To get started, we recommend that you familiarize yourself with the official docker installation documentation

cscli dashboard setup deploys a new metabase dashboard on docker, generating a random password along the way. Well, then everything is relatively clear and beautiful:

Monitoring: Prometheus

If you don’t like all these graphs, buttons and web interfaces, and you generally prefer to work through the console, then Prometheus is suitable for you instead of metabase.

One way to get data is to call cscli metrics:

It is important to understand that cscli metrics reveal only a fraction of the potential of Prometheus. A more detailed description of what can be learned from the indicators, you will receive (suddenly!) In official Prometheus documentation at CrowdSec. If you take a quick tour, then with the help of Prometheus you can get information about the following sections of the system and metrics:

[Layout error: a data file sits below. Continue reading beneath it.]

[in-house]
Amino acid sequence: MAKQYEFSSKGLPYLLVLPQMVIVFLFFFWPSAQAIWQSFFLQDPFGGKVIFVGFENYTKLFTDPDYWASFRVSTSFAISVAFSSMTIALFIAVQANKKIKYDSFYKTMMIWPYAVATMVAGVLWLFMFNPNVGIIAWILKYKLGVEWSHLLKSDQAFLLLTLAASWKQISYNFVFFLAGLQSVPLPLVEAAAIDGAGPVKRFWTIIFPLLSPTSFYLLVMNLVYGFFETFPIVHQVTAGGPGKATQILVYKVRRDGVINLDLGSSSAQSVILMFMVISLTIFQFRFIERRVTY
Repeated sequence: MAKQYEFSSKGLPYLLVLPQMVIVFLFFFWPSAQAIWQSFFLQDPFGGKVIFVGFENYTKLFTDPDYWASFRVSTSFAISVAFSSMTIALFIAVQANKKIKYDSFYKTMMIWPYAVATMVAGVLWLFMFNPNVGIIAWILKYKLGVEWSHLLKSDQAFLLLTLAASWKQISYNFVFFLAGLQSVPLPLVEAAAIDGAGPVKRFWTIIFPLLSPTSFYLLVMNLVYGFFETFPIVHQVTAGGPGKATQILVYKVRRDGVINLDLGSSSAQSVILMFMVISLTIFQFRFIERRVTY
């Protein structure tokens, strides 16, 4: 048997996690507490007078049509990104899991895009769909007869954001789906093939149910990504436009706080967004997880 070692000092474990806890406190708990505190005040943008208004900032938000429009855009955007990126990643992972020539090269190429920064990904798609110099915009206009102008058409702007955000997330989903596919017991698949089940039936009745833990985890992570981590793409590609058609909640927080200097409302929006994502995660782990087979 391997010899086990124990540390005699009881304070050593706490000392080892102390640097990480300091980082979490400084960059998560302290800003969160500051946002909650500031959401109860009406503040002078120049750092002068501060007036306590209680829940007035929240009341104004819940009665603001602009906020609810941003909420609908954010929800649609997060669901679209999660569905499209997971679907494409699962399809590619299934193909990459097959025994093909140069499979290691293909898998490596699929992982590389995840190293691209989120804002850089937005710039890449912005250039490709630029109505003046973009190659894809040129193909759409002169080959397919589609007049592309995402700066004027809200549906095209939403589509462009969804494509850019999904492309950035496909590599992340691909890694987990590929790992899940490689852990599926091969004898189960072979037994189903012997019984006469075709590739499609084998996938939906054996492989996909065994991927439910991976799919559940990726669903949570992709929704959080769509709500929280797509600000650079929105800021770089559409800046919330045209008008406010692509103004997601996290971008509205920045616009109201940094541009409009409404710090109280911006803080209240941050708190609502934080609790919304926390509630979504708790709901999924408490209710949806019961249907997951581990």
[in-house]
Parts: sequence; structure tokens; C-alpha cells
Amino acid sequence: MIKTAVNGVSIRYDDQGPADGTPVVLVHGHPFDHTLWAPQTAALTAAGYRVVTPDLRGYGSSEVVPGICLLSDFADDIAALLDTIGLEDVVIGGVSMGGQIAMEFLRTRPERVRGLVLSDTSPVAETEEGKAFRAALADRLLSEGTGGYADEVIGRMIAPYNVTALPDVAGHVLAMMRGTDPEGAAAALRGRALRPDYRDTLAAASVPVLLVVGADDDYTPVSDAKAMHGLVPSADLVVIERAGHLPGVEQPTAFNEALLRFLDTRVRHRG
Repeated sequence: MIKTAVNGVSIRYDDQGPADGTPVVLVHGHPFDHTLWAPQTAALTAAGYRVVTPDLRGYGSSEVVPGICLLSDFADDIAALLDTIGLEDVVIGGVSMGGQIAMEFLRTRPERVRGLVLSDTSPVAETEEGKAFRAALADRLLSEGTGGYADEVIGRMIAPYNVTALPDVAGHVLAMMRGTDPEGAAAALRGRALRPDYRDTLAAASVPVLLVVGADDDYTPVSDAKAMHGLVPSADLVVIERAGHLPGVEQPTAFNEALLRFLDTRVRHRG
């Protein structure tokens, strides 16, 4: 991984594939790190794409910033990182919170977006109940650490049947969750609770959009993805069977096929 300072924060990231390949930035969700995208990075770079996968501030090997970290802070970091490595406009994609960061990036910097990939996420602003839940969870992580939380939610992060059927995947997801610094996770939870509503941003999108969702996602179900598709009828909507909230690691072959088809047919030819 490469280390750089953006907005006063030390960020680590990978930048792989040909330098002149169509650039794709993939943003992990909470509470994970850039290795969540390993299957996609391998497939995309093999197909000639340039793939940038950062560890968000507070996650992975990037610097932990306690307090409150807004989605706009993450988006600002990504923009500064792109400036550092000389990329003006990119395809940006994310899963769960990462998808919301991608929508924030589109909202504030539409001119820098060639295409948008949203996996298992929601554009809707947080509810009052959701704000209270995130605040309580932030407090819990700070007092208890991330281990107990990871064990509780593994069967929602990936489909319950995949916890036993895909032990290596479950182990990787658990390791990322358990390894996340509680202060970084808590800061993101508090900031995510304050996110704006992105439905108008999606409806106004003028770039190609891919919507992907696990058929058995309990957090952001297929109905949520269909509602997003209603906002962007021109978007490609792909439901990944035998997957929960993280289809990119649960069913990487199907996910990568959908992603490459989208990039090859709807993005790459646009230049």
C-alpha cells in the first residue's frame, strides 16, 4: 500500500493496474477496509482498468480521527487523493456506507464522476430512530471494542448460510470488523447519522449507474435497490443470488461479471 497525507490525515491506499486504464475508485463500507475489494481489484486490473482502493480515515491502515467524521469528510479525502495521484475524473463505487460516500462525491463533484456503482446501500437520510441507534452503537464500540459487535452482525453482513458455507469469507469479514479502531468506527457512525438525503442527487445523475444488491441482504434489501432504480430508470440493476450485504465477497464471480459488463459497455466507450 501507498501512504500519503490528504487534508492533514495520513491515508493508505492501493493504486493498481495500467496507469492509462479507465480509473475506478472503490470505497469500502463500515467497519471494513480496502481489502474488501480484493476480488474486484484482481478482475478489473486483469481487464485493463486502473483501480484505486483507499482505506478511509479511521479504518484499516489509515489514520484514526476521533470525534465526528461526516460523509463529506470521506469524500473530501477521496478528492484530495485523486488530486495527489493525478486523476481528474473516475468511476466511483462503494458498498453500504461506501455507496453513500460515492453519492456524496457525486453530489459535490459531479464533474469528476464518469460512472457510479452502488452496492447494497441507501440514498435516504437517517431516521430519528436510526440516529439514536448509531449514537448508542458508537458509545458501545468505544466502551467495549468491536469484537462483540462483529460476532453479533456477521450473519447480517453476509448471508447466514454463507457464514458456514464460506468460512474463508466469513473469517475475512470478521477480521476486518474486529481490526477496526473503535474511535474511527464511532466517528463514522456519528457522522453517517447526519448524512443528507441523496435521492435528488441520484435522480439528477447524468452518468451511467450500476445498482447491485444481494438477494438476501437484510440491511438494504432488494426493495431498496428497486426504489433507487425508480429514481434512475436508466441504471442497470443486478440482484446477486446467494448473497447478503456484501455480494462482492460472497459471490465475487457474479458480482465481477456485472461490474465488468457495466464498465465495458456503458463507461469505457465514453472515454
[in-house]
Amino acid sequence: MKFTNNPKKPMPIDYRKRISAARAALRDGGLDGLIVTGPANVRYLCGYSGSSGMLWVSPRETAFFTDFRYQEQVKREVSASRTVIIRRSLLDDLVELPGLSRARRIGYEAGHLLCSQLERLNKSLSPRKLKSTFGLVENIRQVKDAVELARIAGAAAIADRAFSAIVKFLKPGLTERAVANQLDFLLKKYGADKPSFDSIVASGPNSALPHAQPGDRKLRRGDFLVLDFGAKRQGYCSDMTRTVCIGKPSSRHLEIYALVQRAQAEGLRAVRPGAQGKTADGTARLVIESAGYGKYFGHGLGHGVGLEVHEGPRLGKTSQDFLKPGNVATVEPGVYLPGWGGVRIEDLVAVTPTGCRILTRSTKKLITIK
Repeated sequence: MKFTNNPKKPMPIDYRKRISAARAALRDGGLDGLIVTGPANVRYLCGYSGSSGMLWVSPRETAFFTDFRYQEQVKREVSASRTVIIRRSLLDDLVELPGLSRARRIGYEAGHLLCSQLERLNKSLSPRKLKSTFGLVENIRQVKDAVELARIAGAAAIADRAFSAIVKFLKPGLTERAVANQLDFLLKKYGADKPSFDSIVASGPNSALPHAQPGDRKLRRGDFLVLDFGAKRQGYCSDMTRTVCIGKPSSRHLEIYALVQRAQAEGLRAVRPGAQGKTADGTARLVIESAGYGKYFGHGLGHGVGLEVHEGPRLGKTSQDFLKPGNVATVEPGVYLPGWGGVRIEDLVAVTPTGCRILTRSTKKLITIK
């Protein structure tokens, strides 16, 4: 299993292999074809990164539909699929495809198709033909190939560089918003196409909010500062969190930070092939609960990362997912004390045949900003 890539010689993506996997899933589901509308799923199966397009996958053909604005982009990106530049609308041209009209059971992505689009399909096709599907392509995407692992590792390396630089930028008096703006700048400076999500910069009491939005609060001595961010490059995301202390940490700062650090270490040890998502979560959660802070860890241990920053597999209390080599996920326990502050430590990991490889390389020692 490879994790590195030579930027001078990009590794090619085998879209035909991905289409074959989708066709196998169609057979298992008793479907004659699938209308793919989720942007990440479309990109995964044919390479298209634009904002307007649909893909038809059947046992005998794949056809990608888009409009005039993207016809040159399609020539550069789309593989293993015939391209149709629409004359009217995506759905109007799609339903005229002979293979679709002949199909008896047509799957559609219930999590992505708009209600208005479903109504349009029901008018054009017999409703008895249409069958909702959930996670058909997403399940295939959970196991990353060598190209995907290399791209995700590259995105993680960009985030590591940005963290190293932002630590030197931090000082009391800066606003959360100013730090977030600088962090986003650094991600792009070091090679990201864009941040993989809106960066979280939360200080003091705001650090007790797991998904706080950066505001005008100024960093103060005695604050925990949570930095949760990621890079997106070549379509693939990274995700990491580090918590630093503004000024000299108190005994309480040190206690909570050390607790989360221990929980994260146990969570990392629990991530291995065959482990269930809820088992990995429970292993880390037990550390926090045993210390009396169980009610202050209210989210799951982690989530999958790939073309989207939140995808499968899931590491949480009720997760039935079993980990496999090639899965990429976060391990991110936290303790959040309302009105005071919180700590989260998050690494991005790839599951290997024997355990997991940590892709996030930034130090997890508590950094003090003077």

Buckets: how many were created and of what type, filled / were full since the start of the daemon;

Acquisition: how many lines / events were read from each of the specified sources, whether they were analyzed and / or moved later to the trash cans;

Parser: how many lines / events were delivered to each parser and whether it managed to process the mentioned events;

Local API: how many times each route was used, etc.

But no matter how convenient it is to work in the console through cscli, This is not enough. So we recommend using Prometheus in conjunction with Grafana. This is how it looks in practice:

Protection setup: bouncers